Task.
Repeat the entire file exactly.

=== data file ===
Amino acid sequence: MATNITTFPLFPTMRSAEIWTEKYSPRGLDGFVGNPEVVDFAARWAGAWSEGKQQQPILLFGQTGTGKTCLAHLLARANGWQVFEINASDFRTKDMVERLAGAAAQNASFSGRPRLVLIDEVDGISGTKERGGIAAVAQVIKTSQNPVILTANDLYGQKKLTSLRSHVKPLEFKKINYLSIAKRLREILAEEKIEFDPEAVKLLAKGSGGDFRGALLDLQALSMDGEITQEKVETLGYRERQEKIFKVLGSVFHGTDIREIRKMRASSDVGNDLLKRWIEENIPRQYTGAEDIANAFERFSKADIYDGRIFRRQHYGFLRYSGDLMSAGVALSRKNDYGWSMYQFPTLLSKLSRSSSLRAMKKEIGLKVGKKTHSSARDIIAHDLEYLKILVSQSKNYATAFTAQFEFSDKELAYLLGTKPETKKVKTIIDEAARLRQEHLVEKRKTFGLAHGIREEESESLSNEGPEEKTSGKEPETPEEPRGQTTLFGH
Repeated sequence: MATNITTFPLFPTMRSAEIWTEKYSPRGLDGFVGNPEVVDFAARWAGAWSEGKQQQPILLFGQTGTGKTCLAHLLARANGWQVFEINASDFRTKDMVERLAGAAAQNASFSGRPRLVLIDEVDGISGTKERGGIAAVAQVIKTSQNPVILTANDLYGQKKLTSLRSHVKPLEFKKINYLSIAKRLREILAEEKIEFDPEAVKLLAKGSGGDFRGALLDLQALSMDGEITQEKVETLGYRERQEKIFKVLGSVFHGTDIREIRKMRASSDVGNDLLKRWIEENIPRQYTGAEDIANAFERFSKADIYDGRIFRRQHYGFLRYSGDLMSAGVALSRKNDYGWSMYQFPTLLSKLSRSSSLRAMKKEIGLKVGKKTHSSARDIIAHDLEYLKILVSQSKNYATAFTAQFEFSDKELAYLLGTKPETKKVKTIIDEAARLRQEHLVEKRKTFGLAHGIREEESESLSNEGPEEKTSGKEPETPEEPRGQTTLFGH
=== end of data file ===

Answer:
Amino acid sequence: MATNITTFPLFPTMRSAEIWTEKYSPRGLDGFVGNPEVVDFAARWAGAWSEGKQQQPILLFGQTGTGKTCLAHLLARANGWQVFEINASDFRTKDMVERLAGAAAQNASFSGRPRLVLIDEVDGISGTKERGGIAAVAQVIKTSQNPVILTANDLYGQKKLTSLRSHVKPLEFKKINYLSIAKRLREILAEEKIEFDPEAVKLLAKGSGGDFRGALLDLQALSMDGEITQEKVETLGYRERQEKIFKVLGSVFHGTDIREIRKMRASSDVGNDLLKRWIEENIPRQYTGAEDIANAFERFSKADIYDGRIFRRQHYGFLRYSGDLMSAGVALSRKNDYGWSMYQFPTLLSKLSRSSSLRAMKKEIGLKVGKKTHSSARDIIAHDLEYLKILVSQSKNYATAFTAQFEFSDKELAYLLGTKPETKKVKTIIDEAARLRQEHLVEKRKTFGLAHGIREEESESLSNEGPEEKTSGKEPETPEEPRGQTTLFGH
Repeated sequence: MATNITTFPLFPTMRSAEIWTEKYSPRGLDGFVGNPEVVDFAARWAGAWSEGKQQQPILLFGQTGTGKTCLAHLLARANGWQVFEINASDFRTKDMVERLAGAAAQNASFSGRPRLVLIDEVDGISGTKERGGIAAVAQVIKTSQNPVILTANDLYGQKKLTSLRSHVKPLEFKKINYLSIAKRLREILAEEKIEFDPEAVKLLAKGSGGDFRGALLDLQALSMDGEITQEKVETLGYRERQEKIFKVLGSVFHGTDIREIRKMRASSDVGNDLLKRWIEENIPRQYTGAEDIANAFERFSKADIYDGRIFRRQHYGFLRYSGDLMSAGVALSRKNDYGWSMYQFPTLLSKLSRSSSLRAMKKEIGLKVGKKTHSSARDIIAHDLEYLKILVSQSKNYATAFTAQFEFSDKELAYLLGTKPETKKVKTIIDEAARLRQEHLVEKRKTFGLAHGIREEESESLSNEGPEEKTSGKEPETPEEPRGQTTLFGH